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Section 205 of the Federal Power Act does not allow FERC to make modifications to a proposal that transform the proposal into an entirely new rate of FERC's own making. Electricity generators petitioned for review of FERC's decision modifying PJM's proposed changes to its rate structure. FERC's modifications created a new rate scheme that was significantly different from PJM's proposal and from PJM's prior rate design. The D.C. Circuit held that FERC contravened the limitation on its Section 205 authority. Therefore, the court granted the petitions for review and vacated FERC's orders with respect to several aspects of PJM's proposed rate structure -- the self-supply exemption, the competitive entry exemption, unit-specific review, and the mitigation period. The court remanded to FERC. View "NRG Power Marketing, LLC v. FERC" on Justia Law

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The Commission determined that Florida Power overcharged Seminole for electricity and ordered a refund. Seminole petitioned for review, claiming that it was entitled to a larger refund. The DC Circuit denied the petition for review, holding that the Commission correctly concluded that the service agreement required Seminole to make any challenge to a bill within 24 months of receiving that bill, and thus limited Florida Power's refund liability. The court also held that, in the face of ambiguity, the Commission reasonably concluded that the tariff allowed transmission providers to use non-apportionment. View "Seminole Electric Cooperative v. FERC" on Justia Law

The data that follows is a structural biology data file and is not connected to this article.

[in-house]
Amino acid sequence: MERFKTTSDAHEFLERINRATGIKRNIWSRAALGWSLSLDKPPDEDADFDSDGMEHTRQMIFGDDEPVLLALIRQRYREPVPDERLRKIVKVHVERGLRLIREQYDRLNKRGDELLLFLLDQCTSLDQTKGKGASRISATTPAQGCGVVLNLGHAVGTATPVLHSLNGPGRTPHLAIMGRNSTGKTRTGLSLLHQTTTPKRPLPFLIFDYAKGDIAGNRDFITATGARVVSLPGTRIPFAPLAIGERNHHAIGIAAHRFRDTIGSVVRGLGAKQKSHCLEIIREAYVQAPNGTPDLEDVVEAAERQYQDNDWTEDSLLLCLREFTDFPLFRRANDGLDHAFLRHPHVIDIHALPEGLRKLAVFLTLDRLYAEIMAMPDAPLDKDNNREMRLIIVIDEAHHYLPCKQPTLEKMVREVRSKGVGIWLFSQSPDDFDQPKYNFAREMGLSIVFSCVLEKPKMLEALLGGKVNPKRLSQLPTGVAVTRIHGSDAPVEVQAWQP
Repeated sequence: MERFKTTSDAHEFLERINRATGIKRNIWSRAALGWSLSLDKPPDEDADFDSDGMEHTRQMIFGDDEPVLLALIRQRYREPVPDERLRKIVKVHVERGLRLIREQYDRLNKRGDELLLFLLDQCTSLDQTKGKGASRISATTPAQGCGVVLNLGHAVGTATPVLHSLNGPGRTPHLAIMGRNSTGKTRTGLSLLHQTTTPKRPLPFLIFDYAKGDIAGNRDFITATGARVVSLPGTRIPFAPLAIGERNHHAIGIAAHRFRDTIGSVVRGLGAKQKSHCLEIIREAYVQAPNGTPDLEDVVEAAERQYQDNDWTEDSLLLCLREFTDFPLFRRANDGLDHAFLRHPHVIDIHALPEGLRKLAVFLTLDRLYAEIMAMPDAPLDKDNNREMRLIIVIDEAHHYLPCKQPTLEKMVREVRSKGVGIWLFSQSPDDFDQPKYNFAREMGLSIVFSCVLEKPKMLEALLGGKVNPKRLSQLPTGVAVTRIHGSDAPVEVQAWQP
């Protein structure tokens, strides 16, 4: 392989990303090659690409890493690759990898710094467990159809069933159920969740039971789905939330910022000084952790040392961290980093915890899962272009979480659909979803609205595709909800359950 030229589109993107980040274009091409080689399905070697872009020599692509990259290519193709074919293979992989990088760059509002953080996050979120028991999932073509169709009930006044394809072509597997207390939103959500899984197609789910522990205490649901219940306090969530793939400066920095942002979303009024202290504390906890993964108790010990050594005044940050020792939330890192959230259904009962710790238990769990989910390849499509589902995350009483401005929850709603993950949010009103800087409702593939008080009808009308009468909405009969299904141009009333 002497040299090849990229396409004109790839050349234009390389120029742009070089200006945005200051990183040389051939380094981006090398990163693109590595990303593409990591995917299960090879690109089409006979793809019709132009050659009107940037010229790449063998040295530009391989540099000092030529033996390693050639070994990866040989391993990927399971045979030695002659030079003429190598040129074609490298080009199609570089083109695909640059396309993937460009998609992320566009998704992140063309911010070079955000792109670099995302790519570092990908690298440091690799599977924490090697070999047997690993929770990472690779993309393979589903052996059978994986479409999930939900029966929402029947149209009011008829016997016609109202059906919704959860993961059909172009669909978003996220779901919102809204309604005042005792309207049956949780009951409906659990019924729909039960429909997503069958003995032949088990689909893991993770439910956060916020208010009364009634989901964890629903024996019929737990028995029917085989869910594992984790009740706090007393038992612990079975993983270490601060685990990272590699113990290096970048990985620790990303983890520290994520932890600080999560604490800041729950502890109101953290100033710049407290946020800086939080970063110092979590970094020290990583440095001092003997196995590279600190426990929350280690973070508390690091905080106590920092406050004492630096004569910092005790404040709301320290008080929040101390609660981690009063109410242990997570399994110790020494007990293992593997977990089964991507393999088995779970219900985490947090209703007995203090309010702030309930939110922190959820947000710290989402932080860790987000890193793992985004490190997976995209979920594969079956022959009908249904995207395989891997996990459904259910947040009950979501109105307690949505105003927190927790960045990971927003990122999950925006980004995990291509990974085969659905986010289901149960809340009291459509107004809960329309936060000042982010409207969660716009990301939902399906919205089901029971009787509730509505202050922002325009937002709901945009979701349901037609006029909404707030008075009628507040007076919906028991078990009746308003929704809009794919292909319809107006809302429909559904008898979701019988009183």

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LPSC petitioned for review of FERC's rejection of LPSC's request to reform certain depreciation rates. The DC Circuit denied the petition for review and rejected LPSC's claim that FERC failed to confront its asserted evidence of undue discrimination where FERC fulfilled such obligations; FERC precedent did not require the use of FERC's own depreciation standards; and there has been no unlawful subdelegation because FERC has exercised, and intends to continue to exercise, its authority. View "Louisiana Public Service Commission v. FERC" on Justia Law

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Petitioners challenged the Commissions' approval of revisions to the rules governing the buying and selling of "capacity" for markets operated by PJM. The DC Circuit held that the Commission balanced the benefits of the revised rules against the increased costs and reached a reasoned judgment. Therefore, the Commission's decision was not arbitrary nor capricious. The court deferred to the Commission's interpretation of the Federal Power Act, 16 U.S.C. 824e, because its interpretation of the Act's requirements was reasonable; deferred to the Commission's balancing of competing concerns in setting a penalty rate; and rejected challenges to the default offer cap, the year-round capacity commitment, orders approving PJM's demand resource rules, and imposition of Capacity Performance penalties on resources that fail to perform due to unit-specific constraints. Accordingly, the court denied the petitions for review. View "Advanced Energy Management Alliance v. FERC" on Justia Law